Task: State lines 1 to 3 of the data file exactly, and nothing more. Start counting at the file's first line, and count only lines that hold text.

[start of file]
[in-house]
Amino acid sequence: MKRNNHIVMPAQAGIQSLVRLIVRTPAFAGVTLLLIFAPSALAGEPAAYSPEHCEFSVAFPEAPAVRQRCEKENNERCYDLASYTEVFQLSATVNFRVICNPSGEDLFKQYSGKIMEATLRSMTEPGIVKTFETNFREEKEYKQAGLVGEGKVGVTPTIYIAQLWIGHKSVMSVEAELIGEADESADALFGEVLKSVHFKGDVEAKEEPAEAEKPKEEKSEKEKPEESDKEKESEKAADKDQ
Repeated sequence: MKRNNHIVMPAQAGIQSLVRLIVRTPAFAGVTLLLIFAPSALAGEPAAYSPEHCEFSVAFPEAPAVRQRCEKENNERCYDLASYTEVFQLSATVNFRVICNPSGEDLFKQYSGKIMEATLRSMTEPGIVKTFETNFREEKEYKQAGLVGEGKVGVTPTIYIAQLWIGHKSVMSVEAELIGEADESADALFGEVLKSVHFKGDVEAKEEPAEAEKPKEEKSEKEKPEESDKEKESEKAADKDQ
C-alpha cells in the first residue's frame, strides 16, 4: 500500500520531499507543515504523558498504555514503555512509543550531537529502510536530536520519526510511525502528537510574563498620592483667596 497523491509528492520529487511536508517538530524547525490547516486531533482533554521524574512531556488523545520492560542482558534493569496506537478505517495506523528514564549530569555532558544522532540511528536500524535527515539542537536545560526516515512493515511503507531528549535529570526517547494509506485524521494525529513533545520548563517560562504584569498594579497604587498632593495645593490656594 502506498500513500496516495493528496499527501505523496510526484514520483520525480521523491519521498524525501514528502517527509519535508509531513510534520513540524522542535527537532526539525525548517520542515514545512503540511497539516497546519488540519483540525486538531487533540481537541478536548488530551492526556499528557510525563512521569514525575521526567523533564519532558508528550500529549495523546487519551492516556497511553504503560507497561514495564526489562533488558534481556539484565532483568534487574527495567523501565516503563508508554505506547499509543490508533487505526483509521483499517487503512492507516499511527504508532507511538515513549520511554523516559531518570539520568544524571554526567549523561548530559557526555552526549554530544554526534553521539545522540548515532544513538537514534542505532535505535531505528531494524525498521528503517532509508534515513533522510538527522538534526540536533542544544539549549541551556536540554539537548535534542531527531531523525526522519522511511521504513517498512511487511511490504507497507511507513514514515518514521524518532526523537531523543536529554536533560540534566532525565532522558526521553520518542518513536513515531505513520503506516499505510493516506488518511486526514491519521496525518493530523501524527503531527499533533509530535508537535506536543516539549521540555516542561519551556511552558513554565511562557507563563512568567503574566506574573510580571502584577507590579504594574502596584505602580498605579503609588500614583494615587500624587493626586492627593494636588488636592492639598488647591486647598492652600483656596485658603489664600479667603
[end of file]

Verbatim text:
[in-house]
Amino acid sequence: MKRNNHIVMPAQAGIQSLVRLIVRTPAFAGVTLLLIFAPSALAGEPAAYSPEHCEFSVAFPEAPAVRQRCEKENNERCYDLASYTEVFQLSATVNFRVICNPSGEDLFKQYSGKIMEATLRSMTEPGIVKTFETNFREEKEYKQAGLVGEGKVGVTPTIYIAQLWIGHKSVMSVEAELIGEADESADALFGEVLKSVHFKGDVEAKEEPAEAEKPKEEKSEKEKPEESDKEKESEKAADKDQ
Repeated sequence: MKRNNHIVMPAQAGIQSLVRLIVRTPAFAGVTLLLIFAPSALAGEPAAYSPEHCEFSVAFPEAPAVRQRCEKENNERCYDLASYTEVFQLSATVNFRVICNPSGEDLFKQYSGKIMEATLRSMTEPGIVKTFETNFREEKEYKQAGLVGEGKVGVTPTIYIAQLWIGHKSVMSVEAELIGEADESADALFGEVLKSVHFKGDVEAKEEPAEAEKPKEEKSEKEKPEESDKEKESEKAADKDQ